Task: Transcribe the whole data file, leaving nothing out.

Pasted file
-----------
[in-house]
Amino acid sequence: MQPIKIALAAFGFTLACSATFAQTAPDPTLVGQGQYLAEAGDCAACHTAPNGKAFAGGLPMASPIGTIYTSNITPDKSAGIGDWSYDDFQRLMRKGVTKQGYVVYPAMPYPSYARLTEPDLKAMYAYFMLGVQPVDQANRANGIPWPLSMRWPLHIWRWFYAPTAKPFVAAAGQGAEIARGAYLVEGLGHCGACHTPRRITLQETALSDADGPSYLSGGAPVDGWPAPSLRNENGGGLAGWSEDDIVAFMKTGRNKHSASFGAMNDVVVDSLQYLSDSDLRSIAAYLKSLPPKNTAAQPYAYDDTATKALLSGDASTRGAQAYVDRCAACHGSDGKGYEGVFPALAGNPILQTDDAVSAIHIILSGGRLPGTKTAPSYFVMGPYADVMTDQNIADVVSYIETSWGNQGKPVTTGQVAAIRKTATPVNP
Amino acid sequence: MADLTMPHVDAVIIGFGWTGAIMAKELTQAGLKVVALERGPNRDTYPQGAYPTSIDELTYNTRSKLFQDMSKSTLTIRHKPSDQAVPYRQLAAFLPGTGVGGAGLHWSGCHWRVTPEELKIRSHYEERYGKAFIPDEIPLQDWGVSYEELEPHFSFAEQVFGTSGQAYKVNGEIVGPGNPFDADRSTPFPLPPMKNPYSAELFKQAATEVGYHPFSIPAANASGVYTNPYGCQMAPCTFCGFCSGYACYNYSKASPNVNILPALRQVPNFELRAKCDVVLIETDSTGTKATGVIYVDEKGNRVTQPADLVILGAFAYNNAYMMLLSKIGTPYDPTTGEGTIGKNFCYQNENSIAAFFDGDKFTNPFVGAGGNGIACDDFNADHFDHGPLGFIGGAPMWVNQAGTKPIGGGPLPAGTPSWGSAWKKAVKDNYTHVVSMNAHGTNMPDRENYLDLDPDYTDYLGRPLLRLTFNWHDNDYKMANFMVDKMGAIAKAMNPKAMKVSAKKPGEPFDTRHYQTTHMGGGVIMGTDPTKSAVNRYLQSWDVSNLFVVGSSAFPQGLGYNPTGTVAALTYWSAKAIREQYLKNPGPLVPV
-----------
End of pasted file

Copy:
[in-house]
Amino acid sequence: MQPIKIALAAFGFTLACSATFAQTAPDPTLVGQGQYLAEAGDCAACHTAPNGKAFAGGLPMASPIGTIYTSNITPDKSAGIGDWSYDDFQRLMRKGVTKQGYVVYPAMPYPSYARLTEPDLKAMYAYFMLGVQPVDQANRANGIPWPLSMRWPLHIWRWFYAPTAKPFVAAAGQGAEIARGAYLVEGLGHCGACHTPRRITLQETALSDADGPSYLSGGAPVDGWPAPSLRNENGGGLAGWSEDDIVAFMKTGRNKHSASFGAMNDVVVDSLQYLSDSDLRSIAAYLKSLPPKNTAAQPYAYDDTATKALLSGDASTRGAQAYVDRCAACHGSDGKGYEGVFPALAGNPILQTDDAVSAIHIILSGGRLPGTKTAPSYFVMGPYADVMTDQNIADVVSYIETSWGNQGKPVTTGQVAAIRKTATPVNP
Amino acid sequence: MADLTMPHVDAVIIGFGWTGAIMAKELTQAGLKVVALERGPNRDTYPQGAYPTSIDELTYNTRSKLFQDMSKSTLTIRHKPSDQAVPYRQLAAFLPGTGVGGAGLHWSGCHWRVTPEELKIRSHYEERYGKAFIPDEIPLQDWGVSYEELEPHFSFAEQVFGTSGQAYKVNGEIVGPGNPFDADRSTPFPLPPMKNPYSAELFKQAATEVGYHPFSIPAANASGVYTNPYGCQMAPCTFCGFCSGYACYNYSKASPNVNILPALRQVPNFELRAKCDVVLIETDSTGTKATGVIYVDEKGNRVTQPADLVILGAFAYNNAYMMLLSKIGTPYDPTTGEGTIGKNFCYQNENSIAAFFDGDKFTNPFVGAGGNGIACDDFNADHFDHGPLGFIGGAPMWVNQAGTKPIGGGPLPAGTPSWGSAWKKAVKDNYTHVVSMNAHGTNMPDRENYLDLDPDYTDYLGRPLLRLTFNWHDNDYKMANFMVDKMGAIAKAMNPKAMKVSAKKPGEPFDTRHYQTTHMGGGVIMGTDPTKSAVNRYLQSWDVSNLFVVGSSAFPQGLGYNPTGTVAALTYWSAKAIREQYLKNPGPLVPV